Iranian Foreign Minister Mohammad Javad Zarif today held meetings with Pakistan’s new Prime Minister Imran Khan and his Pakistani counterpart Shah Mehmood Qureshi in Islamabad to discuss ways to boost bilateral relations between the two countries, Iranian and Pakistani media reported. The two sides emphasized that they will cooperate more closely in different fields, particularly in counterterrorism, border security and trade and banking ties. Zarif also met with Pakistani Army Chief General Qamar Javed Bajwa. The top Iranian diplomat arrived in the Pakistani capital on Thursday for a two-day visit. He was the first foreign dignitary to visit Islamabad after Khan’s party won the July 25 elections.
Pakistan’s foreign minister told Zarif that Islamabad supported Tehran’s “principled stance” in its nuclear diplomacy with world powers. “Pakistan stands with Iran in this hour of need,” Qureshi emphasized, implicitly referring to the Trump Administration’s re-imposition of sanctions against Iran. Zarif also stressed that “no third country” could adversely impact Pakistani-Iranian relations. The foreign ministers also discussed Afghanistan and the U.S. withdrawal from the Iran nuclear deal.
Comment: Since Khan’s election victory, Iranian leaders have doubled down on efforts to improve their relations with the new government in Pakistan. After Khan’s victory, Iranian President Hassan Rouhani congratulated him and stressed that the two countries are “the strategic depth” of each other and need to strengthen their ties. Rouhani invited Khan to visit Iran, and according to Iranian media, the Pakistani prime minister accepted the invitation. As Pakistani media noted, Iran celebrated Pakistan’s Independence Day this year with a great deal of fanfare, displaying large banners in several Iranian cities.
Tehran wants to exploit troubled relations between Islamabad and Washington to forge closer ties with its southeastern neighbor. Tehran believes that it can become part of a regional alliance including Pakistan, Russia and China to shape up regional issues and counter American influence in the region. Iran is also taking steps to expand its trade and banking ties with its neighbors, including Pakistan and Turkey, to minimize the impact of U.S. sanctions on its ailing economy.
Pakistan’s new prime minister also appears willing to distance himself from Washington and get closer to Iran as well as other regional powers such as China and Russia. In an interview Iran’s Fars News Agency after winning the elections, Imran Khan said his government will expand all-out cooperation with Iran and reconsider its relations with the United States. He added that cultivating closer ties with Iran benefits Pakistan and pledged to work with Tehran to enhance counterterrorism cooperation against ISIS and bolster bilateral trade ties, particularly in the energy sector. “Unfortunately, the Pakistan Muslim League was unable to resist American pressure on the implementation of the gas pipeline project from Iran. But the Tehreek-i-Insaf will do its utmost to import energy from this country,” he emphasized, adding that the price of Iranian gas is cheaper than that of liquefied gas Pakistan imports from other countries.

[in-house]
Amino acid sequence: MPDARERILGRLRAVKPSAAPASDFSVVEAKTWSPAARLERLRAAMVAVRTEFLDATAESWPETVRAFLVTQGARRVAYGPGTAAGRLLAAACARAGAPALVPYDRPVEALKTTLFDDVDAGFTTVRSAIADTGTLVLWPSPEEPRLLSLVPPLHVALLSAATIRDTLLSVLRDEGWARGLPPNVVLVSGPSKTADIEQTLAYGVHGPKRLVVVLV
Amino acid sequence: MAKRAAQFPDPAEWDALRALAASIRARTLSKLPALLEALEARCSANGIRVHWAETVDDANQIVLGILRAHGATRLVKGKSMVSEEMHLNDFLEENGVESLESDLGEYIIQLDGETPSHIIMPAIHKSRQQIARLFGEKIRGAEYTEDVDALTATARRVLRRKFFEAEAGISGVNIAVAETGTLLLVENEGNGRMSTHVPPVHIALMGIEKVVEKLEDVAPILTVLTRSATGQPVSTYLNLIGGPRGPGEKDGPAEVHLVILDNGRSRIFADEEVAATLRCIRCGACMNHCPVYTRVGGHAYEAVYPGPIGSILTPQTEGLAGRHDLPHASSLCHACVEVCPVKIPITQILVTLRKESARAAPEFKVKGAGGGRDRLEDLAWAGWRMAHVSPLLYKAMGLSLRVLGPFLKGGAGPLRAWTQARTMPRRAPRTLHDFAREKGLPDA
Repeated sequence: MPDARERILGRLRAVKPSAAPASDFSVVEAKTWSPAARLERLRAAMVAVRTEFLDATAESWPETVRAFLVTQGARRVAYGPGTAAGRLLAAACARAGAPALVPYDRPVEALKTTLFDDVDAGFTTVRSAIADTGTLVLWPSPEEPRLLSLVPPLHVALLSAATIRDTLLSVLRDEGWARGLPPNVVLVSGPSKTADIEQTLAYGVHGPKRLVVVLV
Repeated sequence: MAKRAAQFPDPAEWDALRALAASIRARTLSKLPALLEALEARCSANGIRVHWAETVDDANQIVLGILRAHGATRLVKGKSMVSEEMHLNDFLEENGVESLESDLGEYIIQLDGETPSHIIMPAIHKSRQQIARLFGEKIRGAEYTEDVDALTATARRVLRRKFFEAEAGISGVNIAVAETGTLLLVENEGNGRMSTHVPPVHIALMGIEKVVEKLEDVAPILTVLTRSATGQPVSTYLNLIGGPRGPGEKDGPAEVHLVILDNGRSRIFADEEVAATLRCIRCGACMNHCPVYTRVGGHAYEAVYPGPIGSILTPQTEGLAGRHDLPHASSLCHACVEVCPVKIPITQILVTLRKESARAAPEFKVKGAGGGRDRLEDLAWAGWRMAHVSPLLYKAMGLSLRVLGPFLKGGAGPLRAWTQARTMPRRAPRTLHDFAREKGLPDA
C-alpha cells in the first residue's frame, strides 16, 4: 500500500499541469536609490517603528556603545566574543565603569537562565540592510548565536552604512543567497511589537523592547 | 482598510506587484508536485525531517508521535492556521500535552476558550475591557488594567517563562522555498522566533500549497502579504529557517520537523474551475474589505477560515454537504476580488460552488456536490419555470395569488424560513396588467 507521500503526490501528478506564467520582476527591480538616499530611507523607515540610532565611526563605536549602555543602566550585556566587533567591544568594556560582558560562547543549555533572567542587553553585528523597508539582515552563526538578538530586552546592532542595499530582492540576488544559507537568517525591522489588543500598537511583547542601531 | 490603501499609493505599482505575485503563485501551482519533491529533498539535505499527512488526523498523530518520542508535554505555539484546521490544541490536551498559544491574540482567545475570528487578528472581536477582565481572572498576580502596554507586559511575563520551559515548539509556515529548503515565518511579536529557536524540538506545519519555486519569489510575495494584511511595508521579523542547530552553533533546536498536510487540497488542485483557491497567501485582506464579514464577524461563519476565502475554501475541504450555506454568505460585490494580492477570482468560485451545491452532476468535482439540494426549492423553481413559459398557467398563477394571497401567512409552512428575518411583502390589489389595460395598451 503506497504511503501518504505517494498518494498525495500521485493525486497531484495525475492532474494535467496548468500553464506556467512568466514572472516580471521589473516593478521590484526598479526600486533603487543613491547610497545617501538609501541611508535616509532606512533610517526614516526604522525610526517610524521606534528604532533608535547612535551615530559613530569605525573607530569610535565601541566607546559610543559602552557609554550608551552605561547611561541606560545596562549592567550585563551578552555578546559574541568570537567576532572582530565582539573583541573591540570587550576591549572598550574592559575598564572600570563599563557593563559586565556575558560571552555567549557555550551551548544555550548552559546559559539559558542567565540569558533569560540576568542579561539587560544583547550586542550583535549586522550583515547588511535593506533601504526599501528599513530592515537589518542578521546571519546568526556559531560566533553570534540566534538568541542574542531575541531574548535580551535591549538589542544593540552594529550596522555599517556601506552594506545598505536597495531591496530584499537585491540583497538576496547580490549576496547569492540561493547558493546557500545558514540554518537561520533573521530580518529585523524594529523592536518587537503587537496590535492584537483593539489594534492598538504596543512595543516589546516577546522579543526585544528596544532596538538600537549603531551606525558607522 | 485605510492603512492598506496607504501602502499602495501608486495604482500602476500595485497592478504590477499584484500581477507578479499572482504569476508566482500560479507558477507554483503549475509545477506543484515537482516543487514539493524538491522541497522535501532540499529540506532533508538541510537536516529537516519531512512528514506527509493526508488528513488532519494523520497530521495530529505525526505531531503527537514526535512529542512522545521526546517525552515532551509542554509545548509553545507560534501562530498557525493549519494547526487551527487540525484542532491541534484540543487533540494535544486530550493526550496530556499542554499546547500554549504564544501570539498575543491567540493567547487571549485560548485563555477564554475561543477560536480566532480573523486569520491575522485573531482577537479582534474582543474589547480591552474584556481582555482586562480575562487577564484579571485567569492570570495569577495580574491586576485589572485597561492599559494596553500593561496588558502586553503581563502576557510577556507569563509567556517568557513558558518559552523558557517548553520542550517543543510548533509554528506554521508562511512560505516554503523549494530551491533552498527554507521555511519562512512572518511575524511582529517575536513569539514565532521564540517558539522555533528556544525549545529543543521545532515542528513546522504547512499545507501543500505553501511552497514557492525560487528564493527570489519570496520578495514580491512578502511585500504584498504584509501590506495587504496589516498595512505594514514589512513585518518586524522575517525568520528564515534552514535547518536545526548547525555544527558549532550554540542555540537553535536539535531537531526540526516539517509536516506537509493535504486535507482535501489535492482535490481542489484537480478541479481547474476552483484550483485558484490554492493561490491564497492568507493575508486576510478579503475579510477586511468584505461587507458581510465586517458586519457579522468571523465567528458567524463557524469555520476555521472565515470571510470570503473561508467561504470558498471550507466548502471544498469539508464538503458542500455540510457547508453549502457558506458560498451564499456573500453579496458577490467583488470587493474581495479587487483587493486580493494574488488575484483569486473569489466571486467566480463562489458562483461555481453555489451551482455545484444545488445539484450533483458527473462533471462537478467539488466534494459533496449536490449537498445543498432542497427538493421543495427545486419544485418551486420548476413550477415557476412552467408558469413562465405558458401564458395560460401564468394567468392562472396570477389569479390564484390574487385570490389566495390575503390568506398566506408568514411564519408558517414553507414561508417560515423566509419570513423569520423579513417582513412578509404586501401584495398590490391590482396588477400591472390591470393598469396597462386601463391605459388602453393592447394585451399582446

Khan’s pledge to expand energy cooperation with Iran comes at a time when the Trump Administration has reinstated sanctions on Iran and has warned all other countries to refrain from doing business with Iran or face consequences. U.S. Secretary of State Mike Pompeo is traveling to Pakistan next week. While his main discussion with Khan is expected to be about Afghanistan, the enforcement of U.S. sanctions on Iran may also be on Pompeo’s agenda. It is highly unlikely that Washington will issue waivers to Pakistan for the latter’s trade and commercial ties with Tehran.
If Khan moves Pakistan closer to Iran, he may also draw the ire of Saudi Arabia. In his phone conversation with Rouhani, Khan offered to mediate between Tehran and Riyadh and accused Israel of “playing a key role” in fomenting tension between the two Muslim nations. But as tension is heightening between Iran and Saudi Arabia, Khan may find it hard to maintain a balanced and neutral policy toward the two rival Middle Eastern powers. Indeed Khan had objected to Pakistan sending troops to aid the Saudi-led coalition to fight Iranian-backed Houthi rebels in Yemen.